2 research outputs found

    Investigating the relationships between wheat-specific rainfall characteristics, large-scale modes of climate variability and wheat yields in the Swartland region, South Africa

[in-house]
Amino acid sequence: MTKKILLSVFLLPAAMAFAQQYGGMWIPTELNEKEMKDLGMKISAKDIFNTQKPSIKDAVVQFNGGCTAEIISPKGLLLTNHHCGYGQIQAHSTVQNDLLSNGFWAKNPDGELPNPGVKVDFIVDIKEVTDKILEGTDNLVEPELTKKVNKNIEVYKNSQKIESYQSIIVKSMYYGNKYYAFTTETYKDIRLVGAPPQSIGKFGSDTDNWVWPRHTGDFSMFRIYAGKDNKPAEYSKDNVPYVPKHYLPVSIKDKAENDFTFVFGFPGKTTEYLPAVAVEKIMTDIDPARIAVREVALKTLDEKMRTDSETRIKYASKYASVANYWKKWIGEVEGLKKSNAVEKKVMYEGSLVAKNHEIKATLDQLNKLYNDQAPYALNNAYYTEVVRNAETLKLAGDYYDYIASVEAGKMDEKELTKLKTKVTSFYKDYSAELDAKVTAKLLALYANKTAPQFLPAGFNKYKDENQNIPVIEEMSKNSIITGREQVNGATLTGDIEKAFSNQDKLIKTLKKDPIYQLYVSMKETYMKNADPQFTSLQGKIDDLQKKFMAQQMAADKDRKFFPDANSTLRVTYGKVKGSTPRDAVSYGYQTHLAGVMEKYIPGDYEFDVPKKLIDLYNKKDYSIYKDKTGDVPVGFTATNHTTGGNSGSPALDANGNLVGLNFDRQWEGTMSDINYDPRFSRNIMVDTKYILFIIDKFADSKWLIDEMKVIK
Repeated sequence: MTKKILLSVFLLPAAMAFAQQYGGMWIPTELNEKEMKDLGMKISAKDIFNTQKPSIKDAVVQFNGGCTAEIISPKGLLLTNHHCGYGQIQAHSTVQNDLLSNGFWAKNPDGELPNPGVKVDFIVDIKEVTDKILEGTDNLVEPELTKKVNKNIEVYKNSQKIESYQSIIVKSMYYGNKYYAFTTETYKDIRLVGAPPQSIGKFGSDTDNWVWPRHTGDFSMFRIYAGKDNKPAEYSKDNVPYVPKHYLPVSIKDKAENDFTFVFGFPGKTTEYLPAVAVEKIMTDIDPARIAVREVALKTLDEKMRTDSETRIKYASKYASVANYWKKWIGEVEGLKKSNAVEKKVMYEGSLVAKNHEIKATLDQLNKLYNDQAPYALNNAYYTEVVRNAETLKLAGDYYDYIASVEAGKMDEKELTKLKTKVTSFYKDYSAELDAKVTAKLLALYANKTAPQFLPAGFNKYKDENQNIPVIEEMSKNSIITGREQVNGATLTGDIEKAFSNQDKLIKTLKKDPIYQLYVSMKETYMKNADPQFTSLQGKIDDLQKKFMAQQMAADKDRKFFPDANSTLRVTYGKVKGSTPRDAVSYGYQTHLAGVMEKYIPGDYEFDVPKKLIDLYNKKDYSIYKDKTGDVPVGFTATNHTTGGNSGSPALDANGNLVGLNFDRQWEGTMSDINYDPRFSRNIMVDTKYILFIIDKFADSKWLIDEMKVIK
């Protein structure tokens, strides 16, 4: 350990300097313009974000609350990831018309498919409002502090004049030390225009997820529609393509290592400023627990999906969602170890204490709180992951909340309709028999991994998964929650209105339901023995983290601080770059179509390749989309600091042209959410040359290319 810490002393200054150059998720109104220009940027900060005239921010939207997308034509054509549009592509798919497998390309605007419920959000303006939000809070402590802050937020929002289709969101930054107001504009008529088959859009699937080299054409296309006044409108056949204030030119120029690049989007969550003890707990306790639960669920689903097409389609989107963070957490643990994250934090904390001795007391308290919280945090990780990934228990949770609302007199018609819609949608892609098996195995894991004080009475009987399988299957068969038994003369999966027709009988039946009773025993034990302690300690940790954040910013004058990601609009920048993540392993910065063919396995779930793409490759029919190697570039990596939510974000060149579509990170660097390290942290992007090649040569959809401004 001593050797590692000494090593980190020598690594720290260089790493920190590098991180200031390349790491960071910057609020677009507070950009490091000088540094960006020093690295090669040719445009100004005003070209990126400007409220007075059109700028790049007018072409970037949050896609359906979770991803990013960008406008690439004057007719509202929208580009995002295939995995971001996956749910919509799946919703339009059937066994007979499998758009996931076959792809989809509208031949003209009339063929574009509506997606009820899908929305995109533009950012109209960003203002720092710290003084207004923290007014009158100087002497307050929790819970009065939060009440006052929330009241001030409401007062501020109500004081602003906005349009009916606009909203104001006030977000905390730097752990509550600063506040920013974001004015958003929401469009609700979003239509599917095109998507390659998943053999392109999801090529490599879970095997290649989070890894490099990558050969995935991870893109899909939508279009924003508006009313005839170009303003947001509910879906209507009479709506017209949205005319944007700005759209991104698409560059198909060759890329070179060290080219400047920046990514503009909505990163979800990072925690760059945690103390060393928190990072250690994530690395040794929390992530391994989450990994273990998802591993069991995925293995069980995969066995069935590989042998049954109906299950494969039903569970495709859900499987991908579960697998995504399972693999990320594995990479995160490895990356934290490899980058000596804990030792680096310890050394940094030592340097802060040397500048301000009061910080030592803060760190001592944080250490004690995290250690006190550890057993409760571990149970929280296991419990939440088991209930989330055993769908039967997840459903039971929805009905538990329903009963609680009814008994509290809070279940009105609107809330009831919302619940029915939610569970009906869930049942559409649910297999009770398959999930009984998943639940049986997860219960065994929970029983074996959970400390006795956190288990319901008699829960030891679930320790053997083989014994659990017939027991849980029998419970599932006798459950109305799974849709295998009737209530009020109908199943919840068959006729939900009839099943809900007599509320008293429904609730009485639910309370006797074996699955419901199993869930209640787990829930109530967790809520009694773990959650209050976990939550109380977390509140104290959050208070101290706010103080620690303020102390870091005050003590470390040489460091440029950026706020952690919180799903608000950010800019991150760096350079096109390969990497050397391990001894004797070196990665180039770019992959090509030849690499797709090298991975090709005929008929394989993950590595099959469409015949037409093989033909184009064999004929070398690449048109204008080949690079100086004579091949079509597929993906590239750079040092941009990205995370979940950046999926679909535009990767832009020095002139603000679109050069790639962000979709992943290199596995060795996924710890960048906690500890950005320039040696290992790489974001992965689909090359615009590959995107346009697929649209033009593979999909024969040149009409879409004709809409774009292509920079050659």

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    Includes bibliographical references.Wheat producers in the South Western Cape (SWC) of South Africa need to cope with biophysical and socio-economic systems exposing farmers to a multidimensional decision- making environment. The rain fed wheat production in the Swartland region is highly susceptible to the interannual variability of winter rainfall. Producers, therefore, need relevant climatic information to identify ways to improve profitability and to make sound economic decisions. Seasonal forecasting has the potential to provide wheat producers with invaluable information regarding the climatic conditions. However, due to the complex nature of the atmospheric dynamics associated with winter rainfall in South Africa, seasonal forecasting models have been found to have very little skill in predicting the variability of winter rainfall. Such a shortfall has created a gap for which this study has attempted to bridge. This study aimed to investigate the relationship between wheat-specific rainfall characteristics, large-scale modes of climate variability and wheat yields in the Swartland region to assess whether these relationships could provide useful climatic information to the wheat farmers. Six wheat-specific rainfall characteristics (total rainfall ; number of wet days ; number of ‘good’ rainfall events; number of heavy rainfall events; percentage ‘good’ rainfall ; and the number of dry dekads ) on various time scales (winter; seasonal; monthly and dekadal) were correlated against wheat yield records over a 17 year period from 1994 to 2010. From this analysis, the distribution and timing of the rainfall throughout the wheat growing season (April to September) emerged as an important determinant of wheat yield. An accurate statistical wheat prediction model was created using farmer stipulated rainfall- wheat yield thresholds. Three teleconnections (El Niño-Southern Oscillation [ENSO], Antarctic Oscillation [AAO] and South Atlantic sea surface temperatures [SSTs]) represented by eight climate indices (Nino 3.4 Index, Ocean Nino Index [ONI], Southern Oscillation Index [SOI], AAO index, Southern Annular Mode Index [SAM], South Atlantic Dipole Index [SADI], South Western Atlantic SST Index [SWAI] and South Central Atlantic SST Index [SCAI]), were correlated against wheat yield data over a 17 year period from 1994 to 2010. The relationships between the three teleconnections and wheat yield in the Swartland were established. Teleconnection-wheat yield correlations were found to be limited, with regards to the application of this information to farmers, due to the lack of a comprehensive understanding of the dynamics of how the three teleconnections influence the local climate and, therefore, the wheat yield in the Swartland. The eight climate indices, representing the three teleconnections, were correlated against the six wheat-specific rainfall characteristic indices from each of the three study areas over the period from 1980 to 2012. The state of ENSO during the first half of the year was shown to be correlated with rainfall characteristics during both the first (April to July) and second (July to September) halves of the wheat growing season; however, these correlations differ ed in their sign. Correlations suggested a negative phase of AAO was associated with above normal rainfall throughout the year across the Swartland region. Sea surface temperatures in the central South Atlantic during March to October showed significant negative correlations with rainfall during the latter half of the wheat growing season (July to October) across the Swartland region. This study presented evidence supporting the plausibility and validity for the use of the state of large-scale modes of variability in the prediction of wheat-specific rainfall characteristics and aggregated yields in the Swartland region. This has the potential to provide useful information to wheat farmers in the Swartland to aid in their decision making proces